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Joe passes on baton of love

by Jimmy Rhatigan

Stretching the imagination, we were The Waltons on tour.

And, it might even be fair to say that we had much in common with the famous American TV family of another time, the other Waltons who have been described as God-fearing good ol’ folks.

The US family was Baptist and disdained hard liquor and epitomized family values..

Well, one out of two is not bad. Our Kilkenny Waltons ooze family love, decency and respectability. They are sound working class people with high standards.

As for the liquor bit, me and the local family patriarch, Joe Walton, I will park that subject for another time.

The passing of Joe Walton, aged 92, Dean Cavanagh Place, Kilkenny brings me back to the happy days when I travelled around Ireland courtesy of Joe and his wonderfully kind wife, Anna.

Reason for the mainly weekend excursions was that the former Emfa Soccer Club striking star Simon Walton was then banging in the goals for top Cork intermediate team College Corinthians as he studied engineering at University College, Cork.

I have described the regular car journeys as excursions but perhaps more accurate would be pilgrimages, Stations of the Cross even as we tended to plan pit stops for cafes and pubs en route and to break the home journey too.

You could say we were travelling on a wing and a prayer but we were as safe as a house on fire as Simon’s mother was behind the wheel and true to her devotion to her beloved husband she was ever so sympathetic to Joe and my whims.

It was Anna in the driver’s seat, Joe in the front passenger seat and me in the back.

Conversation was light and easy with a mix of soccer and hurling the main topic with Anna, a loving mother to Simon and his sister, Claire very well versed in both games.

Anna and Joe’s passion for sport was encouraged by the participation of Claire and Simon in healthy activities that stirred local pride and led to healthy competition.

The Kilkenny Waltons displayed the courage and discipline of their distant cousins on the other side of the Atlantic.

The Waltons television series was based on the real-life Hamner family from Virginia.

A blurb reminds that the show depicted a large close-knit family experiencing the ebbs and flows of life.

Claire and Simon Walton are mirror images for their hard working and totally devoted parents, Anna and Joe.

Claire and Simon are proof positive that good example and hard work is an ideal mix for a happy family life.

Joe’s passing means that he and his wife just missed celebrating the 62nd anniversary of their marriage together.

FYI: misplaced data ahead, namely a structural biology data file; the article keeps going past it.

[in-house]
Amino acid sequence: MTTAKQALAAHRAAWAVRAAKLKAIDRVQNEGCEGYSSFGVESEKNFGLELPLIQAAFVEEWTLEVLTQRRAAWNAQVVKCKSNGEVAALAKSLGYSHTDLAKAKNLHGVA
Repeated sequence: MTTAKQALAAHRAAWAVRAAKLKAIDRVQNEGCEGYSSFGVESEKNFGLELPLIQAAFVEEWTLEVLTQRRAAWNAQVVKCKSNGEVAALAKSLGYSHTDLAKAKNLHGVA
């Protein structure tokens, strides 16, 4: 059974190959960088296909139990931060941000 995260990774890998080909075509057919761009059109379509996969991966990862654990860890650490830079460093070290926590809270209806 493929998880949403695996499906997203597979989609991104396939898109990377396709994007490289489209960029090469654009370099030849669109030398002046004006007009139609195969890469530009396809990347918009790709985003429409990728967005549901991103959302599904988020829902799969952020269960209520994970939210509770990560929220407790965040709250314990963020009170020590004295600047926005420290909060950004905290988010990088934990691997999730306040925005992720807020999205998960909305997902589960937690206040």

Joe served his time as a fitter mechanic with Kilkenny County Council in the 1940s and went on to be Council Yard Foreman until he retired.

There followed a new beginning as the Dicksboro GAA volunteer went on to years of promoting and helping to develop the club grounds at Palmerstown.

Joe delighted in continuing to help others particularly his local club for which he had a great passion.

His giving unselfishly of himself was complemented by his quiet and pleasant manner.

He enjoyed relaxing in the ‘Boro Clubhouse, sipping a couple of pints of Guinness. He was a good mixer, was never dominant and inevitably came up with a suggestion that would lead to further development.

Anna and Joe Walton’s life was a family affair. He enjoyed the company of friends, was happy following sport and doing what he could for his community club.

But it was always family first and that baton of love is now carried by the offspring of which both parents were always so proud.

I enjoyed being friendly with Joe, a relationship that was born out of our delight of watching Simon playing soccer.

He had a witty side too and when he posted a funny remark that would never be sarcastic it sometimes lasted for a lifetime.

I remember arriving back from a Sunday game in Cork in the Walton Mobile.

We decided to have an early night cap in Doherty’s of Friary Street.

We sank two more Guinness to add to the few we enjoyed in Mitchelstown.

‘Deoch an dorais’ suggested Joe.

‘I have enough, I am bunched’ I said.

I was branded a tissue paper man.

It was a name that Joe never forgot to remember.

And, aptly perhaps it was the words tissue paper man that came to mind when I heard of Joe’s sad passing.

My memory of Joe’s excellent company was never something to be sneezed at.

Rest peacefully my friend.

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